Meg Roberts grew up in Bismarck, North Dakota, working with her parents in their small ceramics business. She spent the first dozen years of her life traveling across the northern Midwest to work at various small town craft sales, but had no idea it would inform her studies at North Dakota State University as a ceramics major, subsequently graduating with a BFA in 2012.
Roberts attended a short-term artist-invite-artist residency at the Red Lodge Clay Center in 2011 with NDSU Visual Arts Chair, Michael Strand, Amy Smith, Larry Pelter, and several peers. In 2012 she founded the nonprofit ceramic and social practice community program, Plants for Patients, and continues as a post-baccalaureate student at NDSU in Fargo, ND.
Meg spends her time away from studio practice tending her apartment garden, working at a coffee shop and a womenâ€™s health center, and spending time with her partner and their two cats, Poeg and Fatty.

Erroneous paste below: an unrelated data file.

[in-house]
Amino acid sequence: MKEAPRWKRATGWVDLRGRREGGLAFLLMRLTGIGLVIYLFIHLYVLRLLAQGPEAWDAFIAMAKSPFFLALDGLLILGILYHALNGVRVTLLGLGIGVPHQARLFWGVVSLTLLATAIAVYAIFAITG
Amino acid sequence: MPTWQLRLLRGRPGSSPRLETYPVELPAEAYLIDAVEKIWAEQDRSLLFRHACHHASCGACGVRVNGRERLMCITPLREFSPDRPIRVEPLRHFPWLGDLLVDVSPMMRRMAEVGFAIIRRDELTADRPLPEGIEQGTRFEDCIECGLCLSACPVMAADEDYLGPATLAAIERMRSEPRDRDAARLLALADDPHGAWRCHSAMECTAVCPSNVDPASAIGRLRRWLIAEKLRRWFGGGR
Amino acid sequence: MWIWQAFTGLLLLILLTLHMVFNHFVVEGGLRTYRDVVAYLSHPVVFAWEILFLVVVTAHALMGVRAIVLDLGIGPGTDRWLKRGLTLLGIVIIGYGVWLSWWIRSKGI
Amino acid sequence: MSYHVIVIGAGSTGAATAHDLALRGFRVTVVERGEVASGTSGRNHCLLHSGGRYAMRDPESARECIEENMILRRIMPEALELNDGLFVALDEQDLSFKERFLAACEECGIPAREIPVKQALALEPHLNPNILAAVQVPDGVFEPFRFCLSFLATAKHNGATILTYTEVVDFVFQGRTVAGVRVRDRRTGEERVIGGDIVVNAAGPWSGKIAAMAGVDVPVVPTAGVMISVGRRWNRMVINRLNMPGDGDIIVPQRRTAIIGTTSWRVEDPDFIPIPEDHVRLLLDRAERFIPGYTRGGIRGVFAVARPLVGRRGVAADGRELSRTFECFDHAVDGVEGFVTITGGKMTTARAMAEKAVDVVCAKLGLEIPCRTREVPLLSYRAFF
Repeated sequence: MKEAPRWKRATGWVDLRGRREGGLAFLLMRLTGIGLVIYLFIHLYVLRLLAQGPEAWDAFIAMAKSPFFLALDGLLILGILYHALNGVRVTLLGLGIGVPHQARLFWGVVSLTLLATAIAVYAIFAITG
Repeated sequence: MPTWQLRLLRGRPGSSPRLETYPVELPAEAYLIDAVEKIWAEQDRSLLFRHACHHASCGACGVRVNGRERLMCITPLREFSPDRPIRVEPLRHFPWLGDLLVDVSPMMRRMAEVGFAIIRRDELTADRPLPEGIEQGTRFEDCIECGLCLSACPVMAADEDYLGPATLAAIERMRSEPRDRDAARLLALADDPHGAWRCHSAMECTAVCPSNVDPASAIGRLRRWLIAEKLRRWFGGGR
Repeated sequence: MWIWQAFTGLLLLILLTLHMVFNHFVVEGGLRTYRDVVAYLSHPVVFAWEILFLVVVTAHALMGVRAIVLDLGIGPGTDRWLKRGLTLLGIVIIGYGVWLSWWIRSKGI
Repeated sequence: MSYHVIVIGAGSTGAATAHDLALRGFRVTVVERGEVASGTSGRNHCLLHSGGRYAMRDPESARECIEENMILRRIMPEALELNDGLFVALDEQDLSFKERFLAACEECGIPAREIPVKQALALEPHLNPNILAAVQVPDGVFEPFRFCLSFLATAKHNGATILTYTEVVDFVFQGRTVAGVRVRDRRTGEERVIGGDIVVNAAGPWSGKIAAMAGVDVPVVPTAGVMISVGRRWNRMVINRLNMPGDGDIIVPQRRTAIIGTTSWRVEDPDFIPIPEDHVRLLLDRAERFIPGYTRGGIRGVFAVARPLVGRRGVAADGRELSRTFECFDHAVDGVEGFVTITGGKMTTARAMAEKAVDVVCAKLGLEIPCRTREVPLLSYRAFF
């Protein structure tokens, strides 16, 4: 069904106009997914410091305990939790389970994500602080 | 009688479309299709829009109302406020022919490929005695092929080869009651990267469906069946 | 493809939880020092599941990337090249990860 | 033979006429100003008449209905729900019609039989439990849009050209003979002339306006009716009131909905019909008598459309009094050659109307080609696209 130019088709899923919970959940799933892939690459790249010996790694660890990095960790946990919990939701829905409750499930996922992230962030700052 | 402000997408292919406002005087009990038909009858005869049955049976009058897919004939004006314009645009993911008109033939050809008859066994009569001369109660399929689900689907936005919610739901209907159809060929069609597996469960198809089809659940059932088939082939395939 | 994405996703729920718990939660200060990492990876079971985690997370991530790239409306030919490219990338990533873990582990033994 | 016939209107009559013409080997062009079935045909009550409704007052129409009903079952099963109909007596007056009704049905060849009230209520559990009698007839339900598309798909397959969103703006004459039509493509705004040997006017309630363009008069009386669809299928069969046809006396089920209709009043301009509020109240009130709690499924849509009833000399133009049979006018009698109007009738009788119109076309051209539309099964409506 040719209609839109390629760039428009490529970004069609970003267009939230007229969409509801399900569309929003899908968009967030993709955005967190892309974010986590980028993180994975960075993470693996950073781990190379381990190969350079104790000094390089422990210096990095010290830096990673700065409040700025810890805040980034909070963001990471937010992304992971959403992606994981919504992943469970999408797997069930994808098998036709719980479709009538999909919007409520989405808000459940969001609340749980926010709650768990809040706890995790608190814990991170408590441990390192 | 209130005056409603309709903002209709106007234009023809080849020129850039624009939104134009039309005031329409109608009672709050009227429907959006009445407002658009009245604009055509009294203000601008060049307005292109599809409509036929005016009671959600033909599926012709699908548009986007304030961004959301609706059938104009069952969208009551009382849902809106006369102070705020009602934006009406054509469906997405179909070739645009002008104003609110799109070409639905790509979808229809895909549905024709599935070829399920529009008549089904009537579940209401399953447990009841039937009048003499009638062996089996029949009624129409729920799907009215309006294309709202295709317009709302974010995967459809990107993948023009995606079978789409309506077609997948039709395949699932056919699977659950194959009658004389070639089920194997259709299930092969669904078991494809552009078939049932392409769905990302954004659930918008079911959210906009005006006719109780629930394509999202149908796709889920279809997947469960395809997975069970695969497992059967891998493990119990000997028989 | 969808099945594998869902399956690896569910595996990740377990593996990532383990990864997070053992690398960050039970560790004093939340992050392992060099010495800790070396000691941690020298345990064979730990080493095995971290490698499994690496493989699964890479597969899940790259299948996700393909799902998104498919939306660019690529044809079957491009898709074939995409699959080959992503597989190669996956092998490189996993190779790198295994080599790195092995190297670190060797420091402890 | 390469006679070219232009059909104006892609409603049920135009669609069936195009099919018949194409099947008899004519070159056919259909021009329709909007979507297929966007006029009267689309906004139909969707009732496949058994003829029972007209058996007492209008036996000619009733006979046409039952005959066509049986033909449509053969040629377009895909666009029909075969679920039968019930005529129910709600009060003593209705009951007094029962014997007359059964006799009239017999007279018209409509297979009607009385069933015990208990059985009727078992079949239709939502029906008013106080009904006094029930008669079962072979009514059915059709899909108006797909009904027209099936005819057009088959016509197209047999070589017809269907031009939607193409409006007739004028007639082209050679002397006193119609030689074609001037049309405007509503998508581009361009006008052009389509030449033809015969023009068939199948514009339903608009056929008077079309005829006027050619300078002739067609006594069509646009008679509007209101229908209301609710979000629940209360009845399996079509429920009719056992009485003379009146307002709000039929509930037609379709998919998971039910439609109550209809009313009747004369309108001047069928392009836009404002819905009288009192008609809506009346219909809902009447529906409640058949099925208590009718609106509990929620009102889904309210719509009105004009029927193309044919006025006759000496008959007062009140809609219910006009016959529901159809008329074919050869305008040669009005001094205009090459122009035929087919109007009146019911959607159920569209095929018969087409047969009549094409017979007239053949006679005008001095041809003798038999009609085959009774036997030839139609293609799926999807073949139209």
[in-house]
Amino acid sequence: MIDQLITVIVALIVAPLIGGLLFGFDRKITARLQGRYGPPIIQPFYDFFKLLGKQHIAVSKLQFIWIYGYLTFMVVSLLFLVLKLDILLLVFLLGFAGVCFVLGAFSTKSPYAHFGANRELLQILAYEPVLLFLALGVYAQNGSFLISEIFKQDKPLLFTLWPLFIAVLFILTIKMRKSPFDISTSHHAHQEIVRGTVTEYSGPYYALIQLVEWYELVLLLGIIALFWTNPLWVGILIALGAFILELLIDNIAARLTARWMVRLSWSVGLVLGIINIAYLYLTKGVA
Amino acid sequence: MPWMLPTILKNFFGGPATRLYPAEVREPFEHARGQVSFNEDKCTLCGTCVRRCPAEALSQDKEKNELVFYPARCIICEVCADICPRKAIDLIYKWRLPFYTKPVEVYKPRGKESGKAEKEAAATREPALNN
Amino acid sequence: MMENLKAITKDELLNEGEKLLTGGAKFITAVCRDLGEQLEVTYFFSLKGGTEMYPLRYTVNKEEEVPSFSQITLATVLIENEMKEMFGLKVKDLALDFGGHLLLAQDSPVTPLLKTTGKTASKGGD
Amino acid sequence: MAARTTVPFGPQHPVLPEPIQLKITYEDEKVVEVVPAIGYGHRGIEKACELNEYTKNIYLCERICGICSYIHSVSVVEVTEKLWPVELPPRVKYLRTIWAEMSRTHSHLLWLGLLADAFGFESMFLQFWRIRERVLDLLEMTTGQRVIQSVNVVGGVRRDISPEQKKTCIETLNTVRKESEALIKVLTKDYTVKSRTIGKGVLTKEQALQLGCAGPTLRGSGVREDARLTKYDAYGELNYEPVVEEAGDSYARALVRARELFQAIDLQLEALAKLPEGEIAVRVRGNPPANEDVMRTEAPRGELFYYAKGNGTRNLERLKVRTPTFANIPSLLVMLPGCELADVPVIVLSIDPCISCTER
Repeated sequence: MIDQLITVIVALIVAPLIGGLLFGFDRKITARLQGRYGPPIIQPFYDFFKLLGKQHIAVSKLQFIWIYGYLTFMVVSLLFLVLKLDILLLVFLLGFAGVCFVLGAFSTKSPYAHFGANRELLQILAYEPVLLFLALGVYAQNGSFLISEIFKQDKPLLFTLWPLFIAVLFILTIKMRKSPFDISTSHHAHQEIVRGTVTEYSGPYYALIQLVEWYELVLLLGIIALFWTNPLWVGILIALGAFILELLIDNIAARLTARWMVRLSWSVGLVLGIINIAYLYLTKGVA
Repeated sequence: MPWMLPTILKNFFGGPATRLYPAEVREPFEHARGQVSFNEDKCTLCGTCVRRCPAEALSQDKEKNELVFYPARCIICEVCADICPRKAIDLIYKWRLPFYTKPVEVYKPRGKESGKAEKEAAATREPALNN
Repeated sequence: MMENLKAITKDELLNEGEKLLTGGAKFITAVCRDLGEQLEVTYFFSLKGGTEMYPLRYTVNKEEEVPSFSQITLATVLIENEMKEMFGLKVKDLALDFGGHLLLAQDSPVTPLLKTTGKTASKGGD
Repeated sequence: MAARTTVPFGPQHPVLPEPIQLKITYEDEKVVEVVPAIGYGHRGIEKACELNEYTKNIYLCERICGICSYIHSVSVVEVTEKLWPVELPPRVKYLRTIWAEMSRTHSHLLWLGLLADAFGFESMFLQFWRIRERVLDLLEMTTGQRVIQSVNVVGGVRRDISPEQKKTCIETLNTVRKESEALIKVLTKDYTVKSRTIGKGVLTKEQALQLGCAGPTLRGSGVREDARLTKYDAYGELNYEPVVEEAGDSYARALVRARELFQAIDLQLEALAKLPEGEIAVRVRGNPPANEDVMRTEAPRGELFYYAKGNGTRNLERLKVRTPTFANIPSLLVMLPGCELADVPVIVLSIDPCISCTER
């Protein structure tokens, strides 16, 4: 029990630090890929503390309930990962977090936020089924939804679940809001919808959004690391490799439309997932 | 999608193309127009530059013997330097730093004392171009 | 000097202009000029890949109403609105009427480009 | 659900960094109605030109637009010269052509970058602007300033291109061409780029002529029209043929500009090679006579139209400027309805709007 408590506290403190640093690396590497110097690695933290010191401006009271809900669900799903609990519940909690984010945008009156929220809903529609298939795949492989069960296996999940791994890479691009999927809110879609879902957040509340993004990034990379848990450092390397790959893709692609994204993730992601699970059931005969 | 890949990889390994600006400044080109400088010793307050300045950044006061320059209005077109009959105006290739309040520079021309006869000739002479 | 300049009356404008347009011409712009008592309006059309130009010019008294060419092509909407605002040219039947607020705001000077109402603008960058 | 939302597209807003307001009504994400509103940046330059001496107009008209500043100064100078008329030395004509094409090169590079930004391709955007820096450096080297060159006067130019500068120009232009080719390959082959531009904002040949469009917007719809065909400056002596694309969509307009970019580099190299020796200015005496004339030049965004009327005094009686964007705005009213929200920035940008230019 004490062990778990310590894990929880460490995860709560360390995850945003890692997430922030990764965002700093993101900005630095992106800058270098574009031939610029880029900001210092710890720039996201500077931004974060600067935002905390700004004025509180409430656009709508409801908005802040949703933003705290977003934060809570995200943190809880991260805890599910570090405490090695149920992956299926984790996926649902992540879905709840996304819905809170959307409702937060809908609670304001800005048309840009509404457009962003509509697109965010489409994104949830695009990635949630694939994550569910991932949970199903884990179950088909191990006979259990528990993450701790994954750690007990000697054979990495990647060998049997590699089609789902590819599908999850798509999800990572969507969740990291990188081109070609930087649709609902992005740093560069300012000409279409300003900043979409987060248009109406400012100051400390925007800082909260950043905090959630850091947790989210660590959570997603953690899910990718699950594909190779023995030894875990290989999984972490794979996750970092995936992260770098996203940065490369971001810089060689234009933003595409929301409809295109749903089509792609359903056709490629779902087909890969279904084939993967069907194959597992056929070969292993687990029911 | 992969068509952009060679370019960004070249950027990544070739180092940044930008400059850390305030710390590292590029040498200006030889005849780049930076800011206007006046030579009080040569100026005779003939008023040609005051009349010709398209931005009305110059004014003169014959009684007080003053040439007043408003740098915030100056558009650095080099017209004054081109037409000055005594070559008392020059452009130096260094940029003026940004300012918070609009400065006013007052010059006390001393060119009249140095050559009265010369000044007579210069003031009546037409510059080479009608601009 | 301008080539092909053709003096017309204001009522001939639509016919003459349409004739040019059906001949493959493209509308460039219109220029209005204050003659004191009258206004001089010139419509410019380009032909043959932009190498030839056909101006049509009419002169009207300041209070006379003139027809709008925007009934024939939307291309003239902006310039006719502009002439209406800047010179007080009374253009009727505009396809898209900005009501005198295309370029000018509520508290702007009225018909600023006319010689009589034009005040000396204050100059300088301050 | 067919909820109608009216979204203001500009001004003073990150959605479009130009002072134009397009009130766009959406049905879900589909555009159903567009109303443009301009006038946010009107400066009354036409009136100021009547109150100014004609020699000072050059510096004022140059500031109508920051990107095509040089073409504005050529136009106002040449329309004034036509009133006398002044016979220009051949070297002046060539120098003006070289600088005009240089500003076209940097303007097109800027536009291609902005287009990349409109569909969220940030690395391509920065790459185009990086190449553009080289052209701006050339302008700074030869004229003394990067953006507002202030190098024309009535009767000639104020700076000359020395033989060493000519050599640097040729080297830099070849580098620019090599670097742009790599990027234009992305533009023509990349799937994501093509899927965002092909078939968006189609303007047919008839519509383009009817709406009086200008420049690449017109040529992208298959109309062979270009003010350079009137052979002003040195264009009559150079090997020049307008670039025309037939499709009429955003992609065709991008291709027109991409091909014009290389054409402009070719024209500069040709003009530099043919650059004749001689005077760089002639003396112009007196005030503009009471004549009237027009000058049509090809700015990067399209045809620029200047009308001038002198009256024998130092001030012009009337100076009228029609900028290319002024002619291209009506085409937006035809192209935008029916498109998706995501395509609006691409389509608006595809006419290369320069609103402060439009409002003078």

Nestled comfortably in the rich history of social engagement and ‘craftivism’, my work exists at a tiny intersection between two vastly different worlds: ceramics and abortion care. Having been influenced by my undergrad mentors and other contemporary social practitioners, the work I do and make is intended to build community, interact with people in their daily routines and sow seeds of gentle compassion into a divisive social and political issue.
One of the ideas that concerns me about the ceramics field is the lifespan of the objects we make. In a culture of consumerism I contemplate the implications of manipulating earth to the point of no return. Because of this I incorporate social practice into my work to create meaningful connections with those who acquire it.